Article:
Hollywood studios will release a flurry of mid-budget films from all across the genre spectrum over the next several weeks. But don’t expect any more big opening weekends until “It Chapter Two” next month, as the remainder of August will likely see openings well under $30 million.
With that in mind, “Hobbs & Shaw” would seem likely to coast to another No. 1 finish. But some of the newcomers have a chance to steal the top spot should the “Fast & Furious” spinoff have a larger-than-expected second-weekend drop. Monday grosses were not a good sign at $5.8 million, a 63% drop from the film’s $15.8 million Sunday gross.
Analysts who spoke with TheWrap pointed to Paramount’s “Dora and the Lost City of Gold” as the film with the best chance of a possible No. 1 opening. Directed by James Bobin and produced by Paramount Players and Nickelodeon Movies, the film is a slightly more mature but still family friendly spin on the “Dora the Explorer” preschool TV series, as Dora (Isabela Moner) teams up with her cousin Diego and a strange jungle inhabitant (Jeff Wahlberg and Eugenio Derbez) to rescue her captured parents (Eva Longoria and Michael Peña).
Releasing on 3,500 screens, “Dora and the Lost City of Gold” is projected by Paramount for a $15 million opening, though analysts say that an opening in the low $20 million range is possible if family audiences choose it as a late summer outing over Disney holdovers like “The Lion King.”
Also projected for a mid-to-high teens opening is Lionsgate’s “Scary Stories to Tell in the Dark,” an adaptation of the young adult horror anthology series produced by Guillermo Del Toro and directed by André Øvredal. Lionsgate will release the film on 3,000 screens, with CBS Films and eOne producing.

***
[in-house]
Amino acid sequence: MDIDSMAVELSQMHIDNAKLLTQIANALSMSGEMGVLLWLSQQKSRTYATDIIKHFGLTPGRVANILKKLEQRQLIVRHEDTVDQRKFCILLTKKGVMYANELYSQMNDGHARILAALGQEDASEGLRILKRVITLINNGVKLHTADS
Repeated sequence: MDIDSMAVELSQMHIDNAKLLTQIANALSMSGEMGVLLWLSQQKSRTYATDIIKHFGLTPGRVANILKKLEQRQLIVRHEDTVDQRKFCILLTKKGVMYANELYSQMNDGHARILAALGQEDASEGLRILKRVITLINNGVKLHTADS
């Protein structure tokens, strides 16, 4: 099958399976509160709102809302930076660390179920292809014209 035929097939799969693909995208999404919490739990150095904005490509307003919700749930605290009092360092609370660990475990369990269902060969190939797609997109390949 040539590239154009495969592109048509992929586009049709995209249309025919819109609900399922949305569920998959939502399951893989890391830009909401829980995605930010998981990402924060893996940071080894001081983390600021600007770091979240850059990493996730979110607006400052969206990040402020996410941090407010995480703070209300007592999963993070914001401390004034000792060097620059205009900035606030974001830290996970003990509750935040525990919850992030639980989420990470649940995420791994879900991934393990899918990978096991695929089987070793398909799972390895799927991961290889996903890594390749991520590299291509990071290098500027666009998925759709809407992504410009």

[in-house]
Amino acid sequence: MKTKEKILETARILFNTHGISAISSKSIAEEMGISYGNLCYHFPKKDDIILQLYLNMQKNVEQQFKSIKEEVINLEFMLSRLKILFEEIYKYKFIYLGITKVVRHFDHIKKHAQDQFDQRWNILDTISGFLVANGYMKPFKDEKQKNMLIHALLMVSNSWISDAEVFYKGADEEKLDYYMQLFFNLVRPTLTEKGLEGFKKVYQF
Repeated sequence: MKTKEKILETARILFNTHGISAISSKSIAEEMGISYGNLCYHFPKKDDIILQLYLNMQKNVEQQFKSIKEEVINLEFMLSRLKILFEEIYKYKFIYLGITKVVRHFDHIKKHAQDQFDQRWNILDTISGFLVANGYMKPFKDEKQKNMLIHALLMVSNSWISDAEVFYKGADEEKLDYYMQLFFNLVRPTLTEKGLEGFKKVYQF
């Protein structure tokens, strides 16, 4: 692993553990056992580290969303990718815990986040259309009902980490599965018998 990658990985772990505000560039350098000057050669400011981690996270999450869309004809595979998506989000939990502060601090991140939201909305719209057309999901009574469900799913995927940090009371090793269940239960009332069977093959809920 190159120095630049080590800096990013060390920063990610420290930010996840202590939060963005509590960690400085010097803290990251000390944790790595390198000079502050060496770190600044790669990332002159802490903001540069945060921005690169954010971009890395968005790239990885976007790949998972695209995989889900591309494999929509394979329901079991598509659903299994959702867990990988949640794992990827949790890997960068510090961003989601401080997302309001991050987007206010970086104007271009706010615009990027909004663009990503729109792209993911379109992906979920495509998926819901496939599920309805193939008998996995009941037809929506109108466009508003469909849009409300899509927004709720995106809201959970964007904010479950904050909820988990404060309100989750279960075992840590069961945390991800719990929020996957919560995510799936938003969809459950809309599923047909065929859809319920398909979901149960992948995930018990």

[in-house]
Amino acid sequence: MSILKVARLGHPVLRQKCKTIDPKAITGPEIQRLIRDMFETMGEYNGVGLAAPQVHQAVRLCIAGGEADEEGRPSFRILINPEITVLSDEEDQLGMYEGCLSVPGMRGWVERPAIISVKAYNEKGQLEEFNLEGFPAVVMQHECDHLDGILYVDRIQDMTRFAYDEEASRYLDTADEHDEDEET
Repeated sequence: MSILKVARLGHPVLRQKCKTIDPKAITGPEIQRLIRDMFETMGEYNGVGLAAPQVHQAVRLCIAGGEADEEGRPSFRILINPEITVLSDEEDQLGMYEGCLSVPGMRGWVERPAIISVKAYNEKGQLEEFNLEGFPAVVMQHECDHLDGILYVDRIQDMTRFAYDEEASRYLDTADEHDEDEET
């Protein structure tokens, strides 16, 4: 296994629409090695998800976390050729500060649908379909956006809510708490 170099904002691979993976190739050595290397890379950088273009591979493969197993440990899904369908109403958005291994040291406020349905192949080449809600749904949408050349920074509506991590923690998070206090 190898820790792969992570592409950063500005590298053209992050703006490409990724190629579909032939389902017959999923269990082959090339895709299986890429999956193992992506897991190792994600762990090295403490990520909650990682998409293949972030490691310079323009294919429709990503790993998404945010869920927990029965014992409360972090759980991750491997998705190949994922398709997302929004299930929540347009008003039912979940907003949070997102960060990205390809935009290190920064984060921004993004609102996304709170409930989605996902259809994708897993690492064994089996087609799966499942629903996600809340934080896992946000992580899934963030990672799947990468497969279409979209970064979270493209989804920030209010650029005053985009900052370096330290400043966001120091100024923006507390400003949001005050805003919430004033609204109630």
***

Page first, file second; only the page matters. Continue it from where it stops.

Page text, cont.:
But Exhibitor Relations analyst Jeff Bock is skeptical over whether “Scary Stories” will be able to perform outside of hardcore horror audiences and the cult millennial fanbase of the original books. He points to the film’s marketing, which he says hasn’t done enough over the last two weeks to build audience interest in the face of more popular films like “Hobbs & Shaw.”
“Don’t be surprised if you see a lot of underperforming on the charts this weekend,” Bock said. “There’s been very little of the sort of rise in audience interest that studios want to see with their films as release draws nearer. I don’t think the marketing on any of the August films after ‘Hobbs & Shaw’ has really worked at all.”
As an example, Bock also points to Warner Bros./New Line’s “The Kitchen,” which is the directorial debut of “Straight Outta Compton” screenwriter Andrea Berloff and the first major dramatic role for Tiffany Haddish since her comedy breakthrough. Based on the acclaimed Vertigo graphic novel, “The Kitchen” stars Haddish, Elisabeth Moss and Melissa McCarthy who take over their mobster husbands’ business after they are sent to jail.
Though it features an Oscar-nominated screenwriter and three lead stars with name recognition, “The Kitchen” is getting released on only 2,745 screens, the smallest wide release of Melissa McCarthy’s career. Opening estimates are currently being projected around $9-14 million, which would be similar to last year’s disappointing result for “Widows.” Also featuring women in the usually male-dominated crime genre, “Widows” only opened to $12 million and made just $75 million worldwide against a $42 million budget.
Finally, there’s Fox’s “The Art of Racing in the Rain,” which tells the story of an aspiring F1 driver (Milo Ventimiglia) through the eyes of his dog (voiced by Kevin Costner). Early reviews have been tepid with a 57% Rotten Tomatoes score, and the film is currently projected for a $6-8 million opening from 2,700 screens.
“The Art of Racing in the Rain” is shaping up to be the latest in a series of duds from Fox, both before and after the completion of its acquisition by Disney. “Alita: Battle Angel” needed overseas help to make back its budget, while other 2019 Fox films like “The Kid Who Would Be King” and “Dark Phoenix” have tanked at the box office. And in its earnings call on Tuesday, Disney reported a $170 million operating loss from Fox’s film division.